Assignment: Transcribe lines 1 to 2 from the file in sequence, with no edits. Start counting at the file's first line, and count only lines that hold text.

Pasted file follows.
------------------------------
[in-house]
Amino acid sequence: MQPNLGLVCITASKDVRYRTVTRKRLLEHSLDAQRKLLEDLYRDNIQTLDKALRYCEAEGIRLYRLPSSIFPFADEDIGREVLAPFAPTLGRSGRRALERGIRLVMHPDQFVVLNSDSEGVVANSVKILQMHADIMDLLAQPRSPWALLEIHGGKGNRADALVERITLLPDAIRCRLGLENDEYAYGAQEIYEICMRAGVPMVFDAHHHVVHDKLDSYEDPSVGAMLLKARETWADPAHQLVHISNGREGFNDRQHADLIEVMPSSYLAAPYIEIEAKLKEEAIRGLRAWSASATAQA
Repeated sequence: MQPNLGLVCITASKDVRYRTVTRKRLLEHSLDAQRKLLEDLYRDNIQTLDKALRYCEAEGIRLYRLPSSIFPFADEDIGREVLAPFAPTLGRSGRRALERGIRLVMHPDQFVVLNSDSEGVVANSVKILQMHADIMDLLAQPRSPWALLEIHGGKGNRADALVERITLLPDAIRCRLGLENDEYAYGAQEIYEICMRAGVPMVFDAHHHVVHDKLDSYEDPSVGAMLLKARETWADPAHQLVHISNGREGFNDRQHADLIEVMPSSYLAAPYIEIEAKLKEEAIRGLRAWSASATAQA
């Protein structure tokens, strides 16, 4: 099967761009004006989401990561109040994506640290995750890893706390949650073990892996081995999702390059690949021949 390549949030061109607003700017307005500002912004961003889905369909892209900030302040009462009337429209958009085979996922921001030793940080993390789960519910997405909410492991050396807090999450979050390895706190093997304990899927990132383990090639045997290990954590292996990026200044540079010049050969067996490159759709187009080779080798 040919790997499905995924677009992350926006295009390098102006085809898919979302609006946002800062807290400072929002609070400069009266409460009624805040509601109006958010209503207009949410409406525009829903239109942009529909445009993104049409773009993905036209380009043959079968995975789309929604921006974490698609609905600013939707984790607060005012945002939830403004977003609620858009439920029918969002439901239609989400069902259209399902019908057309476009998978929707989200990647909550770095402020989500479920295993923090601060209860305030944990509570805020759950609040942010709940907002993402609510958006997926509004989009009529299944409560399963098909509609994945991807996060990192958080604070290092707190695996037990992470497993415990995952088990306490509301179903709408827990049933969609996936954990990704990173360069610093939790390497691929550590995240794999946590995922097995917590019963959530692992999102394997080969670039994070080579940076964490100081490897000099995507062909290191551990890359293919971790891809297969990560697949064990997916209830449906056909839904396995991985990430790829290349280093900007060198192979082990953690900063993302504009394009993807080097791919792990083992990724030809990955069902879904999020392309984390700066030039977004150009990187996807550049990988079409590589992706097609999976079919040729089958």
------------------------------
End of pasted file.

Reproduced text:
[in-house]
Amino acid sequence: MQPNLGLVCITASKDVRYRTVTRKRLLEHSLDAQRKLLEDLYRDNIQTLDKALRYCEAEGIRLYRLPSSIFPFADEDIGREVLAPFAPTLGRSGRRALERGIRLVMHPDQFVVLNSDSEGVVANSVKILQMHADIMDLLAQPRSPWALLEIHGGKGNRADALVERITLLPDAIRCRLGLENDEYAYGAQEIYEICMRAGVPMVFDAHHHVVHDKLDSYEDPSVGAMLLKARETWADPAHQLVHISNGREGFNDRQHADLIEVMPSSYLAAPYIEIEAKLKEEAIRGLRAWSASATAQA